The world had discovered the beauty of Africa.

East African Safari History

There’s no doubt that South Africa is one of the best places to visit on safari. But it’s the East of Africa that has been dubbed the “land of the original safari”.

African safari holidays in Kenya offer a truly authentic experience. With a similar history and development as South Africa, the East African safari landscape experienced a new boom when vehicles arrived in the area.

When trophy hunting started putting a strain on the landscape and wildlife, photographic and game-watching safari became more popular. However, the impact had already occurred and this inspired the creation of game reserves as an effort for conservation.

By the 1960s, the transition was complete and an African safari holiday no longer meant hunting. Game-watching was the new normal.

Modern-Day Luxury Safari Holidays

Luxury bathroom in a tented safari camp, Tanzania

The popularity of safari holidays in Africa has boomed and evolved since the mid-1900s. Safari has become more accessible to a variety of people, and there’s a wider range of options available.

It has become increasingly common to blend outdoor adventure with modern-day luxury. With many South Africa safari lodges offering guests the chance to embark upon daily game drives and also relax in luxurious accommodations.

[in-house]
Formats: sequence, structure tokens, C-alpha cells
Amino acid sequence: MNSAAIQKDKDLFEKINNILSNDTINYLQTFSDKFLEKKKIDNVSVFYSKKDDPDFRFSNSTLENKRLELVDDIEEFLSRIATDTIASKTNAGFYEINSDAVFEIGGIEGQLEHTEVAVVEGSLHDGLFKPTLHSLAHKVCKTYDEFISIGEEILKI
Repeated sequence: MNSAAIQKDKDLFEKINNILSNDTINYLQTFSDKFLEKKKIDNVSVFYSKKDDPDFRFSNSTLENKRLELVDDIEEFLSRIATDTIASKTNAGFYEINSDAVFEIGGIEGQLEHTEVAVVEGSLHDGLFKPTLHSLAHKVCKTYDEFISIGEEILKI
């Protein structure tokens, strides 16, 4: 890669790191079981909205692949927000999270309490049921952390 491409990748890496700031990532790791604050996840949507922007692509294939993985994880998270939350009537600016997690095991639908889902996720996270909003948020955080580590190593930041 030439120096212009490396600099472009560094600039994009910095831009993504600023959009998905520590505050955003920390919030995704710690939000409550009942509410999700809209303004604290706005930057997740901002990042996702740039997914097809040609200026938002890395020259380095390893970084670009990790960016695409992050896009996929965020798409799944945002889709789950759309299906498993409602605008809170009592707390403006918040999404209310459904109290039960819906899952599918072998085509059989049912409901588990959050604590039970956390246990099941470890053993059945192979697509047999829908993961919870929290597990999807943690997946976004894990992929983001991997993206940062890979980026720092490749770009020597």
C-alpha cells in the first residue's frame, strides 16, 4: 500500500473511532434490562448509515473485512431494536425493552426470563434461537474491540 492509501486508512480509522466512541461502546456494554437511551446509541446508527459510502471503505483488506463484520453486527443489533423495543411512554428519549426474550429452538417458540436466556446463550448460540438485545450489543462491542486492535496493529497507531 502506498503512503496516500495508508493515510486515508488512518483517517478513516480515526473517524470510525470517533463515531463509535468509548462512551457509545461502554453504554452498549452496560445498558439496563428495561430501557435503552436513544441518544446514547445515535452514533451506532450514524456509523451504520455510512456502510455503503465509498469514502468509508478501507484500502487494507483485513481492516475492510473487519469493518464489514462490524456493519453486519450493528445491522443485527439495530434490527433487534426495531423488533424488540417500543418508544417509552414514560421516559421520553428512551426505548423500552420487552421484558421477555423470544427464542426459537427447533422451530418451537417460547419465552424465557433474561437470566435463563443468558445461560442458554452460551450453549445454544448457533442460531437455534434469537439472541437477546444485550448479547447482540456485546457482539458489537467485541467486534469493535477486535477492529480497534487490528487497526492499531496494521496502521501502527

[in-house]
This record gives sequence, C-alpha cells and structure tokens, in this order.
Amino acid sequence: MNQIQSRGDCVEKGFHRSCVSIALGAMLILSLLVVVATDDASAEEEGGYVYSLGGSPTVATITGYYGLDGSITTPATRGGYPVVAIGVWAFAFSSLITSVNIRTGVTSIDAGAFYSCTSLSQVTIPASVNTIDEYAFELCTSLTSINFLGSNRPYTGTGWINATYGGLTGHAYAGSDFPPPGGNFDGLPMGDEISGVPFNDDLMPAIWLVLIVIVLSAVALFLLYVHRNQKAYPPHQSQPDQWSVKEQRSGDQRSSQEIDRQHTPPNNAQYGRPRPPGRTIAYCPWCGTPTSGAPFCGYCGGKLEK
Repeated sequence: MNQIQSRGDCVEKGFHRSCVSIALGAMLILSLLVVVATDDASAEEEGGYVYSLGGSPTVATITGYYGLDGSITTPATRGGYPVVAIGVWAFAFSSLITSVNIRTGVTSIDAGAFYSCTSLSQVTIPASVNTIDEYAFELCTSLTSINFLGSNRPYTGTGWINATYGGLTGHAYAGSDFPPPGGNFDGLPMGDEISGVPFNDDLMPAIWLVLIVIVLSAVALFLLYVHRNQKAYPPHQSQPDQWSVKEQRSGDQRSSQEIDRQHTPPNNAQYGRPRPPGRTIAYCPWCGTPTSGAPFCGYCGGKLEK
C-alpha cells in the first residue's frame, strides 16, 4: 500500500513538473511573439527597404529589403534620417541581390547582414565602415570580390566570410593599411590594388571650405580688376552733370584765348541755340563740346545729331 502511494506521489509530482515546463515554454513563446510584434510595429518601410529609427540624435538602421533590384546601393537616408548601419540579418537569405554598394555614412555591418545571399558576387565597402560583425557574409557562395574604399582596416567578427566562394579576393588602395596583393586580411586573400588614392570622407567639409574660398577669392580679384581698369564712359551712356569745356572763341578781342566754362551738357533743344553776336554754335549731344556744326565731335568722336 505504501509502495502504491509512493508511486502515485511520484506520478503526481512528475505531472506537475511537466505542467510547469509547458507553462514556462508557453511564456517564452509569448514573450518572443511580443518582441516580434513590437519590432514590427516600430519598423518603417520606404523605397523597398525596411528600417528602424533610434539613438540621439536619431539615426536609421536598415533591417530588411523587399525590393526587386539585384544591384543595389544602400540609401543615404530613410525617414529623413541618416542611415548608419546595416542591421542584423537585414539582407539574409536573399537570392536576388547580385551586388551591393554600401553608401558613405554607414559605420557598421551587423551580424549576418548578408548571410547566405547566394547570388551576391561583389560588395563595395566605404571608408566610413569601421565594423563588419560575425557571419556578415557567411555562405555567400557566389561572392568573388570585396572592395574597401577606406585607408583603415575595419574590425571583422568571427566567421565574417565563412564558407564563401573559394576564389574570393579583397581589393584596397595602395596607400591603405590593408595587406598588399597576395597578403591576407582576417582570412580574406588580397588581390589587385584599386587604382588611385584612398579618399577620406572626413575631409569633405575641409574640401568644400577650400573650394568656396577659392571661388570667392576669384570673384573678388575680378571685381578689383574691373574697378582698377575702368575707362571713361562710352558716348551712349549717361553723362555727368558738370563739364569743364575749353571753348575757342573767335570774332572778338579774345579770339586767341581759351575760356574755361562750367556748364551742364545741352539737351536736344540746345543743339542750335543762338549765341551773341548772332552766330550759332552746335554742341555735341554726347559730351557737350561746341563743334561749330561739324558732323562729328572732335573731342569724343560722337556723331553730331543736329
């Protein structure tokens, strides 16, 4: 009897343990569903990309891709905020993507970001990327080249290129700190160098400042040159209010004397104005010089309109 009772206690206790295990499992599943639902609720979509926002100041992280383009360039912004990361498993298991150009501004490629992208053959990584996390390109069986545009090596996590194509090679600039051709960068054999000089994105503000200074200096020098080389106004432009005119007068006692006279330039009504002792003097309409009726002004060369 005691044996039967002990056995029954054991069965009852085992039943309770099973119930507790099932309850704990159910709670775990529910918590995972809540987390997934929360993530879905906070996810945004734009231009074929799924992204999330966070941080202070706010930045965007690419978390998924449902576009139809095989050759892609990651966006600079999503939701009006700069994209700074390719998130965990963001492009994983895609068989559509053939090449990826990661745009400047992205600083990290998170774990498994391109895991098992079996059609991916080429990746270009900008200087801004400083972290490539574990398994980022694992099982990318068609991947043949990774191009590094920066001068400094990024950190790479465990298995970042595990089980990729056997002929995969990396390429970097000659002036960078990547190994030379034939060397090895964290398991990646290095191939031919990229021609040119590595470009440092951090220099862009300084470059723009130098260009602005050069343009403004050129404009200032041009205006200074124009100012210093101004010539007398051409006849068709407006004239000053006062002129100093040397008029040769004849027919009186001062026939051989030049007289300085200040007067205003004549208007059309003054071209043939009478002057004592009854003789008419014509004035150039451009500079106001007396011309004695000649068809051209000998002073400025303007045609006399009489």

This style of holiday is the ultimate blend of old and new, where travelers can experience the pleasures of days gone by whilst appreciating the decadence of modern-day comforts.

Oceana Beach and Wildlife Reserve is a prime example of luxury safari living, as they offer both game drives and spa services. So, if you thought a safari holiday would be all rough and tumble – think again.

The Future of South African Safari Holidays

With a better understanding of the history of safari, the present becomes more enjoyable. But what about the future of safari?

Before you book your next safari, make sure that you do your research on the conservation and preservation practices of the lodge and reserve. In order to ensure the longevity and sustainability of African wildlife, conservation needs to be front-of-mind today.

Book Your Own Safari Holiday in South Africa (and Beyond)

Typical landscape in the Kruger National Park

A safari has so much to offer, including sights, sounds, and unforgettable experiences. Over the years the nature of game drives may have changed, but the essence is still the same. At the very least, travelers can expect to marvel at breathtaking nature.

With a bounty of plush South African safari lodges to choose from, lovers of luxury will have no problem easing into the safari way of life. And with a newfound understanding of the colorful history of safari, the experience becomes all the more enjoyable.

Tick off an experience that is no doubt on your bucket list by booking your tailor-made safari. No matter your budget or preferences, you can find a fantastic wildlife experience.